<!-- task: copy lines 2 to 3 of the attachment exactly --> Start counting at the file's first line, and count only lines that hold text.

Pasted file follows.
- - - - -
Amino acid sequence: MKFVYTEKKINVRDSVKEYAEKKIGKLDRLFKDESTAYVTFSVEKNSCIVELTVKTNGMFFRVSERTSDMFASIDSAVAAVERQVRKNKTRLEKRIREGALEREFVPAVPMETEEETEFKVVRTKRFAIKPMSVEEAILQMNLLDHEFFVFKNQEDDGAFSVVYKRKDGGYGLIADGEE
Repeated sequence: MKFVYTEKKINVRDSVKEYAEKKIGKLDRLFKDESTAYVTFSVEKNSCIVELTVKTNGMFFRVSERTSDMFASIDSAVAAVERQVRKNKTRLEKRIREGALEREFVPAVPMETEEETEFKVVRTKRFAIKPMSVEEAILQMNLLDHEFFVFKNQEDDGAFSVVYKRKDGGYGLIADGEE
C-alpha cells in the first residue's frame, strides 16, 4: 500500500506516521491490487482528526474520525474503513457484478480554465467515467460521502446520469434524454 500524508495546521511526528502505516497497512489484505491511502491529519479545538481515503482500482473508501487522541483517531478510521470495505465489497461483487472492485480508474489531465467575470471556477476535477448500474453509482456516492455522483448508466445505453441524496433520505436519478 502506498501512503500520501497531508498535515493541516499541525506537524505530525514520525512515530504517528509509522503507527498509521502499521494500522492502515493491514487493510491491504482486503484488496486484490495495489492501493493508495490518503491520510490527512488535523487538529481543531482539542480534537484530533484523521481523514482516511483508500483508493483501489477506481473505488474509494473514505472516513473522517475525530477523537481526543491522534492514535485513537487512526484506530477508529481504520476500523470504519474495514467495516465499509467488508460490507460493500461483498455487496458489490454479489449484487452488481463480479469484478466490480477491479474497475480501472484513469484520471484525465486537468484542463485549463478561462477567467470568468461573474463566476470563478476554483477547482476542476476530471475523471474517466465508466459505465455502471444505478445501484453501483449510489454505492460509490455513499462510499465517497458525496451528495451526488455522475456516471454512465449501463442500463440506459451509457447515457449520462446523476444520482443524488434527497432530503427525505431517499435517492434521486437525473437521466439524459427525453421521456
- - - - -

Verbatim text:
Repeated sequence: MKFVYTEKKINVRDSVKEYAEKKIGKLDRLFKDESTAYVTFSVEKNSCIVELTVKTNGMFFRVSERTSDMFASIDSAVAAVERQVRKNKTRLEKRIREGALEREFVPAVPMETEEETEFKVVRTKRFAIKPMSVEEAILQMNLLDHEFFVFKNQEDDGAFSVVYKRKDGGYGLIADGEE
C-alpha cells in the first residue's frame, strides 16, 4: 500500500506516521491490487482528526474520525474503513457484478480554465467515467460521502446520469434524454 500524508495546521511526528502505516497497512489484505491511502491529519479545538481515503482500482473508501487522541483517531478510521470495505465489497461483487472492485480508474489531465467575470471556477476535477448500474453509482456516492455522483448508466445505453441524496433520505436519478 502506498501512503500520501497531508498535515493541516499541525506537524505530525514520525512515530504517528509509522503507527498509521502499521494500522492502515493491514487493510491491504482486503484488496486484490495495489492501493493508495490518503491520510490527512488535523487538529481543531482539542480534537484530533484523521481523514482516511483508500483508493483501489477506481473505488474509494473514505472516513473522517475525530477523537481526543491522534492514535485513537487512526484506530477508529481504520476500523470504519474495514467495516465499509467488508460490507460493500461483498455487496458489490454479489449484487452488481463480479469484478466490480477491479474497475480501472484513469484520471484525465486537468484542463485549463478561462477567467470568468461573474463566476470563478476554483477547482476542476476530471475523471474517466465508466459505465455502471444505478445501484453501483449510489454505492460509490455513499462510499465517497458525496451528495451526488455522475456516471454512465449501463442500463440506459451509457447515457449520462446523476444520482443524488434527497432530503427525505431517499435517492434521486437525473437521466439524459427525453421521456